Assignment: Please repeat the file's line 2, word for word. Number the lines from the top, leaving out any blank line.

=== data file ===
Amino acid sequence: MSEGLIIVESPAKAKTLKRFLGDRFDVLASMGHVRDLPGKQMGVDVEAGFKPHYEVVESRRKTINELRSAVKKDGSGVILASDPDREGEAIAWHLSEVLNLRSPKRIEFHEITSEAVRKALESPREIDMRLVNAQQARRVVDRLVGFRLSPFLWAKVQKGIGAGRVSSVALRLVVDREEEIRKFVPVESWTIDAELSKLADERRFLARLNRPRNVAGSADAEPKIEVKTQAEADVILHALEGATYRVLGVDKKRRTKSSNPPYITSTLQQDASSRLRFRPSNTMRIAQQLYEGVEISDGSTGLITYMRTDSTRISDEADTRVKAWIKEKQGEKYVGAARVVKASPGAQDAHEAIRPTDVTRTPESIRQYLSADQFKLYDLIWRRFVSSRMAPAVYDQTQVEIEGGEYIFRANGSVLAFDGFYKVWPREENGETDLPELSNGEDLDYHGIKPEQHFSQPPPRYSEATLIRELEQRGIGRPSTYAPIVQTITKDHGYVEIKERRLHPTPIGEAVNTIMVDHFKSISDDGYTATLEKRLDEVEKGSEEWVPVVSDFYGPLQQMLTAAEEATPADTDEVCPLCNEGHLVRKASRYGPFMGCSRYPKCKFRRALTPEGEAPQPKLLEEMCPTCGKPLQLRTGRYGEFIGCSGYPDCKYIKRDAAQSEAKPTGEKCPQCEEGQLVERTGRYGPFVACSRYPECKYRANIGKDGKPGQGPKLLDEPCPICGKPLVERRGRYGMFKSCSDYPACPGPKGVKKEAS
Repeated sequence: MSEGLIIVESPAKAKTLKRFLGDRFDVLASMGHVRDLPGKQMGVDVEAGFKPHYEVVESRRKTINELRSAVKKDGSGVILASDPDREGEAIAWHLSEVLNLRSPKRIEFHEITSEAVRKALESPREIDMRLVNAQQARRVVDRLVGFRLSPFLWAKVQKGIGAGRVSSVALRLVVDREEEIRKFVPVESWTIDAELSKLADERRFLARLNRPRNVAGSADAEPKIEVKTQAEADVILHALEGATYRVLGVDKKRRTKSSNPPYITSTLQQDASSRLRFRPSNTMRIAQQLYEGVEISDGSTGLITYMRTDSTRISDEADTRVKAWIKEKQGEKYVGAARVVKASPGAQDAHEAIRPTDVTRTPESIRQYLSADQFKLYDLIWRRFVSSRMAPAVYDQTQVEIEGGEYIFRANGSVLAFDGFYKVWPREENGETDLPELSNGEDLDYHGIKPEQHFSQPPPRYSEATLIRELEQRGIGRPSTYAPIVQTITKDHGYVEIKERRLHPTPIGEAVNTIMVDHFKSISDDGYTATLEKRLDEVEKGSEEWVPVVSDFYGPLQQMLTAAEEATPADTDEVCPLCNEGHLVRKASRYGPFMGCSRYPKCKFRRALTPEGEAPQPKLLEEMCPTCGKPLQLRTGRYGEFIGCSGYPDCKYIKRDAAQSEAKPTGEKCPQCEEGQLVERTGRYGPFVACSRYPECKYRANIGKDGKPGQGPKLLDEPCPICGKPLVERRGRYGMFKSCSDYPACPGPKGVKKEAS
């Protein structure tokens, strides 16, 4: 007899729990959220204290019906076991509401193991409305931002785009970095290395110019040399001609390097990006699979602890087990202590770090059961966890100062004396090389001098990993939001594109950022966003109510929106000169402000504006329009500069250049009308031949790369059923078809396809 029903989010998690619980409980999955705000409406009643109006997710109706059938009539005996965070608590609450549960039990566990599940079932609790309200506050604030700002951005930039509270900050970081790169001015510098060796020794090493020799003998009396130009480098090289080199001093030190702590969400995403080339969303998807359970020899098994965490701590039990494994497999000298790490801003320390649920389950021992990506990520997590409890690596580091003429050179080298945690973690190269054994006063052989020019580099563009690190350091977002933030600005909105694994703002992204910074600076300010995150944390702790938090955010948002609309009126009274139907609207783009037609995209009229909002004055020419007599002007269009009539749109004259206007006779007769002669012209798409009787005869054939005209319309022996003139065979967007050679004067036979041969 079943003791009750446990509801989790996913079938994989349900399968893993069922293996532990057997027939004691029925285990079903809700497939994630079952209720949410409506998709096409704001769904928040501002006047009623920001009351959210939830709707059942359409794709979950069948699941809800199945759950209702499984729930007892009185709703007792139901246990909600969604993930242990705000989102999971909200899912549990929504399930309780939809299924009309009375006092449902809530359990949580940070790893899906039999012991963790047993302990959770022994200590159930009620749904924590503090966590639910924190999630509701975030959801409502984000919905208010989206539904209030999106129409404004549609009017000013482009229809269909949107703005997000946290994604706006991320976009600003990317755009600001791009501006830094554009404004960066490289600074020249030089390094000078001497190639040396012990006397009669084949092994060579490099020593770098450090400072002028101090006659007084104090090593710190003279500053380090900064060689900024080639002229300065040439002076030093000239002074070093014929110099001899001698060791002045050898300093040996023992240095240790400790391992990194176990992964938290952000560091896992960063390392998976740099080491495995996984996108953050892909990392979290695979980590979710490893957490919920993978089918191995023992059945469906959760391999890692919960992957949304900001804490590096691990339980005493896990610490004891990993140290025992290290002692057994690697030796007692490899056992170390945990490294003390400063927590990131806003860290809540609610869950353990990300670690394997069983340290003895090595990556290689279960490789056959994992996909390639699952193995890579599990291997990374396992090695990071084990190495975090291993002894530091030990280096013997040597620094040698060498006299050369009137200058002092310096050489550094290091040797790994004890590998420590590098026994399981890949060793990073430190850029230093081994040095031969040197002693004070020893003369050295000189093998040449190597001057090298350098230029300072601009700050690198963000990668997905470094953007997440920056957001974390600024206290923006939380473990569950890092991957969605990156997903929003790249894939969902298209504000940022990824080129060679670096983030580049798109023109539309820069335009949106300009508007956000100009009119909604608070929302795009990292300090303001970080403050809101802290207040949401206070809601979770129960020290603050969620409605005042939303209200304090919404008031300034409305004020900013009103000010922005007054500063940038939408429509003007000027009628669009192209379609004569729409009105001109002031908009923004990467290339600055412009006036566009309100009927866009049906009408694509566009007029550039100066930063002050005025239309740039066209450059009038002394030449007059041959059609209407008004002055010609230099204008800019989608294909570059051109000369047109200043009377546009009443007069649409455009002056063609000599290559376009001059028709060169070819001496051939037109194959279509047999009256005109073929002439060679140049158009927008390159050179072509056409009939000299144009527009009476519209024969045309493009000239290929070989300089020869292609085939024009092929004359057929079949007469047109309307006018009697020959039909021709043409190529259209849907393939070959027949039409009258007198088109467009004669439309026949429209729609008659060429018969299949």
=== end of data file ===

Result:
Repeated sequence: MSEGLIIVESPAKAKTLKRFLGDRFDVLASMGHVRDLPGKQMGVDVEAGFKPHYEVVESRRKTINELRSAVKKDGSGVILASDPDREGEAIAWHLSEVLNLRSPKRIEFHEITSEAVRKALESPREIDMRLVNAQQARRVVDRLVGFRLSPFLWAKVQKGIGAGRVSSVALRLVVDREEEIRKFVPVESWTIDAELSKLADERRFLARLNRPRNVAGSADAEPKIEVKTQAEADVILHALEGATYRVLGVDKKRRTKSSNPPYITSTLQQDASSRLRFRPSNTMRIAQQLYEGVEISDGSTGLITYMRTDSTRISDEADTRVKAWIKEKQGEKYVGAARVVKASPGAQDAHEAIRPTDVTRTPESIRQYLSADQFKLYDLIWRRFVSSRMAPAVYDQTQVEIEGGEYIFRANGSVLAFDGFYKVWPREENGETDLPELSNGEDLDYHGIKPEQHFSQPPPRYSEATLIRELEQRGIGRPSTYAPIVQTITKDHGYVEIKERRLHPTPIGEAVNTIMVDHFKSISDDGYTATLEKRLDEVEKGSEEWVPVVSDFYGPLQQMLTAAEEATPADTDEVCPLCNEGHLVRKASRYGPFMGCSRYPKCKFRRALTPEGEAPQPKLLEEMCPTCGKPLQLRTGRYGEFIGCSGYPDCKYIKRDAAQSEAKPTGEKCPQCEEGQLVERTGRYGPFVACSRYPECKYRANIGKDGKPGQGPKLLDEPCPICGKPLVERRGRYGMFKSCSDYPACPGPKGVKKEAS